A placenta tincture is incredibly simple to make! Just rinse the placenta, cut of a quarter or half dollar sized chunk and put it in a jar of vodka. Keep the jar out of direct sunlight and give it a little shake every day for 6 weeks. Then throw away the placenta chunk and you’re done! A dark colored jar will keep it from looking so gross 😉
You can keep the tincture indefinitely and use it to help future bouts of depression or anxiety, menstrual cramps and pms. Some women even keep it to help manage menopause symptoms.
There are two popular methods of encapsulating your placenta, Traditional Chinese Medicine (TCM) and Raw Method. They both have pros and cons, so to decide you need to know what you hope to gain from your placenta.
The TCM method gently steams the placenta with herbs and spices, usually ginger, lemongrass and peppers before dehydrating it. The reasoning in TCM is that you should balance the yin of the postpartum body with the yang of warming herbs and stem.
If this is the method you choose, first rinse the placenta with water and remove the cord and membranes. Then season with fresh ground ginger, lemongrass and a finely chopped hot pepper. Pierce several times and steam over boiling water about 20 minutes on each side. Let cool and cut into strips as thin as possible. Then skip down to dehydrating instructions.
The Raw Method is what I personally chose. I was looking to preserve as much of the hormones as possible, and cooking destroys most of them.
The Raw method is just what it sounds like. Clean the placenta of any blood clots, remove the cord and membranes and slice as thinly as possible.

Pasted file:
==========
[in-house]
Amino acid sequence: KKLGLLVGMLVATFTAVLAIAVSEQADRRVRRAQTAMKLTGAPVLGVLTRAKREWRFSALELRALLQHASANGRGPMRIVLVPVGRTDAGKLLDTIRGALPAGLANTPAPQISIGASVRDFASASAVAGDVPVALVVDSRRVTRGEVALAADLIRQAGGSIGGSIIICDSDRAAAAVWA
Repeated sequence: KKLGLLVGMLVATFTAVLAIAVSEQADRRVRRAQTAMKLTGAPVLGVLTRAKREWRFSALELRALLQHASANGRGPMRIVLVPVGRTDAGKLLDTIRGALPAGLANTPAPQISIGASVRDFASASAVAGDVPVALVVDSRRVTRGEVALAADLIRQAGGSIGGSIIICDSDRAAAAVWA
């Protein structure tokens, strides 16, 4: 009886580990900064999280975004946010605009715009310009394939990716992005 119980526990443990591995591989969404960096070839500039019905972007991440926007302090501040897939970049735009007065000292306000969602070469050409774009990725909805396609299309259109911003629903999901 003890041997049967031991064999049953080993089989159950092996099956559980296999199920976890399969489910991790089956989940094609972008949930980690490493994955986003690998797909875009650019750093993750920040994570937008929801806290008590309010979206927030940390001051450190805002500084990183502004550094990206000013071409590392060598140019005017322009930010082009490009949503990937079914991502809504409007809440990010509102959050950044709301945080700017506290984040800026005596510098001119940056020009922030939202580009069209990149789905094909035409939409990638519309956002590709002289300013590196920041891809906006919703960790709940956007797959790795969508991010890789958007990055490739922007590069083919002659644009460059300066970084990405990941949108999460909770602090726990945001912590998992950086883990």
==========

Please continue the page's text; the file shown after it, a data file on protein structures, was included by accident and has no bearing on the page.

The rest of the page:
Here is where everyone’s methods differ. Before dehydrating lots of people like to soak their raw placenta in some concoction or other. Lemon juice and salt to help with preservation, maybe with the warming herbs (lemongrass, ginger and pepper) from TCM for the yang. Whatever. Leaving it plain is just fine too.
With mine I had a lemon juice/salt/ginger mixture in the fridge waiting, but mostly just because I was nesting and squeezing lemons into my special, pretty placenta bowl seemed like the most important thing ever, and absolutely had to be finished or the world was going to end!
Dehydration and Encapsulation
Now that you’ve got your prepared and sliced placenta, just spread it out in a dehydrator. I have a fancy shmancy convection oven with a bread proofing setting, which was about the same thing, so we used that. If I had a regular oven I’d invest in a dehydrator.
Depending on how thin you sliced the placenta it could take 6-12 hours for it to dehydrate. Once it’s done, you need to grind up the placenta jerky.
We used our spice/coffee grinder, but you could also use a blender. Some women hand grind it to avoid “angry metal energy” but I don’t eat shrooms.
You can buy capsules at health food stores, or shop Amazon.
Although it would be possible to fill all the capsules by hand, this capsules machine is totally worth it!
Many placenta encapsulation services will add special herb blends to your pills. While this sounds awesome, I’ve heard too many stories of mamas who discovered they were sensitive to an herb, and their placenta pills were completely useless.
Herbs are wonderful for postpartum healing and support, but should always be separate from the placenta.
- -The Placenta needs to be refrigerated immediately after birth and processed as soon as possible. Remember, it’s raw meat.
- If your uterus was infected the placenta should not be used.
- Always wear gloves when handling someone else’s placenta.
- Sanitize the prep area and tools both before and after.
- Be careful not to breathe the dust when grinding the placenta. Your immune system might not like it.
- Some mommas may have negative reactions to the hormones, so use your best judgment. If you think it might be causing mood problems take a break and see if you feel better.
- Store placenta capsules in the fridge for up to 6 months, then move to the freezer.
Have you ever consumed your placenta? In what form? Did you prep it yourself or hire it done?
In Corde Maria,
featured image via flickr user moppet65535